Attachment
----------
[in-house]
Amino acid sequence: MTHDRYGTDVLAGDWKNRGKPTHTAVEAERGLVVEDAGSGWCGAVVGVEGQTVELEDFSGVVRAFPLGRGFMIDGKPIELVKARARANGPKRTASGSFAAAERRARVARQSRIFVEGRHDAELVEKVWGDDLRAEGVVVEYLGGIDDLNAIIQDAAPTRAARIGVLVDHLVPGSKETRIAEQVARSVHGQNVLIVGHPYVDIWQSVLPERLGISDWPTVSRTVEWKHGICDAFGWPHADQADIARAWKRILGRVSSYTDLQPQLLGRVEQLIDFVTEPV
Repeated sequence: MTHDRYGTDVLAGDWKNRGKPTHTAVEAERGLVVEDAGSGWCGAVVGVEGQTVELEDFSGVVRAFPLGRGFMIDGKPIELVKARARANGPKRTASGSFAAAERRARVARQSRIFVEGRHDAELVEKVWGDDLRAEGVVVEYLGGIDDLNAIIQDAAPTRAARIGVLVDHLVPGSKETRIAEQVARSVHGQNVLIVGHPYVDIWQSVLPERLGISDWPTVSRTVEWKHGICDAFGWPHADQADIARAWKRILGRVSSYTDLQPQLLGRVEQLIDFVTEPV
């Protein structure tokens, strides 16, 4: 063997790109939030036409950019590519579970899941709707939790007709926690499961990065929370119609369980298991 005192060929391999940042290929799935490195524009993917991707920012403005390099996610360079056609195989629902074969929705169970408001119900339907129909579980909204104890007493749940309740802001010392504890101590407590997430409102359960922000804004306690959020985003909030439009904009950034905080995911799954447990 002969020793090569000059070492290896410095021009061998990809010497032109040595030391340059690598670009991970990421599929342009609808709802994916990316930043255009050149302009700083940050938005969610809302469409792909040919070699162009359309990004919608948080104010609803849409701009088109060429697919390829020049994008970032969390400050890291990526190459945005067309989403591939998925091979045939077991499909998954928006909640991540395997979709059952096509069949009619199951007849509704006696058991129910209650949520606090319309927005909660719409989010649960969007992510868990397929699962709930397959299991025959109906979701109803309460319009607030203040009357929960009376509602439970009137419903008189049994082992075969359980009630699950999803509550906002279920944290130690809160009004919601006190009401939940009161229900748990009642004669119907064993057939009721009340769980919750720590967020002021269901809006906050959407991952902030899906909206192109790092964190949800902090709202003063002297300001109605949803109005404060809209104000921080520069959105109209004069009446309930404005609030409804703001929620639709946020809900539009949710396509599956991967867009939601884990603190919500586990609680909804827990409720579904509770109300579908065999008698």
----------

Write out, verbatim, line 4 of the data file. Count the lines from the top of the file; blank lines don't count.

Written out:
């Protein structure tokens, strides 16, 4: 063997790109939030036409950019590519579970899941709707939790007709926690499961990065929370119609369980298991 005192060929391999940042290929799935490195524009993917991707920012403005390099996610360079056609195989629902074969929705169970408001119900339907129909579980909204104890007493749940309740802001010392504890101590407590997430409102359960922000804004306690959020985003909030439009904009950034905080995911799954447990 002969020793090569000059070492290896410095021009061998990809010497032109040595030391340059690598670009991970990421599929342009609808709802994916990316930043255009050149302009700083940050938005969610809302469409792909040919070699162009359309990004919608948080104010609803849409701009088109060429697919390829020049994008970032969390400050890291990526190459945005067309989403591939998925091979045939077991499909998954928006909640991540395997979709059952096509069949009619199951007849509704006696058991129910209650949520606090319309927005909660719409989010649960969007992510868990397929699962709930397959299991025959109906979701109803309460319009607030203040009357929960009376509602439970009137419903008189049994082992075969359980009630699950999803509550906002279920944290130690809160009004919601006190009401939940009161229900748990009642004669119907064993057939009721009340769980919750720590967020002021269901809006906050959407991952902030899906909206192109790092964190949800902090709202003063002297300001109605949803109005404060809209104000921080520069959105109209004069009446309930404005609030409804703001929620639709946020809900539009949710396509599956991967867009939601884990603190919500586990609680909804827990409720579904509770109300579908065999008698």